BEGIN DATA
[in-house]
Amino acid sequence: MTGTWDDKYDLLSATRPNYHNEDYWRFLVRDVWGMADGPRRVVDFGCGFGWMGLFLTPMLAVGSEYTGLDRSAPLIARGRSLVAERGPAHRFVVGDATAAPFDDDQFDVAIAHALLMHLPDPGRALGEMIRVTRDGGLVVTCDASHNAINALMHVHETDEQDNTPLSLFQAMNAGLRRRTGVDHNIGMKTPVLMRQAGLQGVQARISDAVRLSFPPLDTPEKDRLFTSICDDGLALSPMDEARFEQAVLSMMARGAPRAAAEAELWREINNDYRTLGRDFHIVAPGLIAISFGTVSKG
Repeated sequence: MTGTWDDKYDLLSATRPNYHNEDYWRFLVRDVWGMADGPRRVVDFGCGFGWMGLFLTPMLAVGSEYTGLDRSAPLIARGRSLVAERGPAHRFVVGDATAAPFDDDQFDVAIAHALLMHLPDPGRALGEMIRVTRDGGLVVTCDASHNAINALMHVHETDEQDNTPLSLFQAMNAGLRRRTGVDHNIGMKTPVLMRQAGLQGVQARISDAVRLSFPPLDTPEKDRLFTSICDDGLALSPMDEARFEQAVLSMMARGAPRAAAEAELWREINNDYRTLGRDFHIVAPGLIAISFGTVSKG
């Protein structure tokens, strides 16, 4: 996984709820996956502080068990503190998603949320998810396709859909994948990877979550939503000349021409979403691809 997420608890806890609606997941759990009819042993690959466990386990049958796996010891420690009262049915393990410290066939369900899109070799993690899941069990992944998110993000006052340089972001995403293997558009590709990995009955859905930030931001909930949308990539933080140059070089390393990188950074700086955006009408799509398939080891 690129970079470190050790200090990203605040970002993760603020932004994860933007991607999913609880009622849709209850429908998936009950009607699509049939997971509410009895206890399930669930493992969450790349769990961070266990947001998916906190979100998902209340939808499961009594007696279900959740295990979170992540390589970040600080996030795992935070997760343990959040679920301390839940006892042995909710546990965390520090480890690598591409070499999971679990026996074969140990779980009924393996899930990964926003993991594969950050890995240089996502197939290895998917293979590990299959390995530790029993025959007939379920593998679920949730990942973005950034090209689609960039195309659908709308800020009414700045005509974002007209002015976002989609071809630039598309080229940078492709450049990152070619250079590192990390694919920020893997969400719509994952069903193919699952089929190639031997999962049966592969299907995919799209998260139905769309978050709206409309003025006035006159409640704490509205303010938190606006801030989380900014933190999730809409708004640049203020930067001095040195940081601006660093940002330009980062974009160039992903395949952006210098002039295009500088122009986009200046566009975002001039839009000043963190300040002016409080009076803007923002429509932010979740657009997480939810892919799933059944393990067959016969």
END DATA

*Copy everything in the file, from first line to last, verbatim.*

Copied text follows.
[in-house]
Amino acid sequence: MTGTWDDKYDLLSATRPNYHNEDYWRFLVRDVWGMADGPRRVVDFGCGFGWMGLFLTPMLAVGSEYTGLDRSAPLIARGRSLVAERGPAHRFVVGDATAAPFDDDQFDVAIAHALLMHLPDPGRALGEMIRVTRDGGLVVTCDASHNAINALMHVHETDEQDNTPLSLFQAMNAGLRRRTGVDHNIGMKTPVLMRQAGLQGVQARISDAVRLSFPPLDTPEKDRLFTSICDDGLALSPMDEARFEQAVLSMMARGAPRAAAEAELWREINNDYRTLGRDFHIVAPGLIAISFGTVSKG
Repeated sequence: MTGTWDDKYDLLSATRPNYHNEDYWRFLVRDVWGMADGPRRVVDFGCGFGWMGLFLTPMLAVGSEYTGLDRSAPLIARGRSLVAERGPAHRFVVGDATAAPFDDDQFDVAIAHALLMHLPDPGRALGEMIRVTRDGGLVVTCDASHNAINALMHVHETDEQDNTPLSLFQAMNAGLRRRTGVDHNIGMKTPVLMRQAGLQGVQARISDAVRLSFPPLDTPEKDRLFTSICDDGLALSPMDEARFEQAVLSMMARGAPRAAAEAELWREINNDYRTLGRDFHIVAPGLIAISFGTVSKG
């Protein structure tokens, strides 16, 4: 996984709820996956502080068990503190998603949320998810396709859909994948990877979550939503000349021409979403691809 997420608890806890609606997941759990009819042993690959466990386990049958796996010891420690009262049915393990410290066939369900899109070799993690899941069990992944998110993000006052340089972001995403293997558009590709990995009955859905930030931001909930949308990539933080140059070089390393990188950074700086955006009408799509398939080891 690129970079470190050790200090990203605040970002993760603020932004994860933007991607999913609880009622849709209850429908998936009950009607699509049939997971509410009895206890399930669930493992969450790349769990961070266990947001998916906190979100998902209340939808499961009594007696279900959740295990979170992540390589970040600080996030795992935070997760343990959040679920301390839940006892042995909710546990965390520090480890690598591409070499999971679990026996074969140990779980009924393996899930990964926003993991594969950050890995240089996502197939290895998917293979590990299959390995530790029993025959007939379920593998679920949730990942973005950034090209689609960039195309659908709308800020009414700045005509974002007209002015976002989609071809630039598309080229940078492709450049990152070619250079590192990390694919920020893997969400719509994952069903193919699952089929190639031997999962049966592969299907995919799209998260139905769309978050709206409309003025006035006159409640704490509205303010938190606006801030989380900014933190999730809409708004640049203020930067001095040195940081601006660093940002330009980062974009160039992903395949952006210098002039295009500088122009986009200046566009975002001039839009000043963190300040002016409080009076803007923002429509932010979740657009997480939810892919799933059944393990067959016969």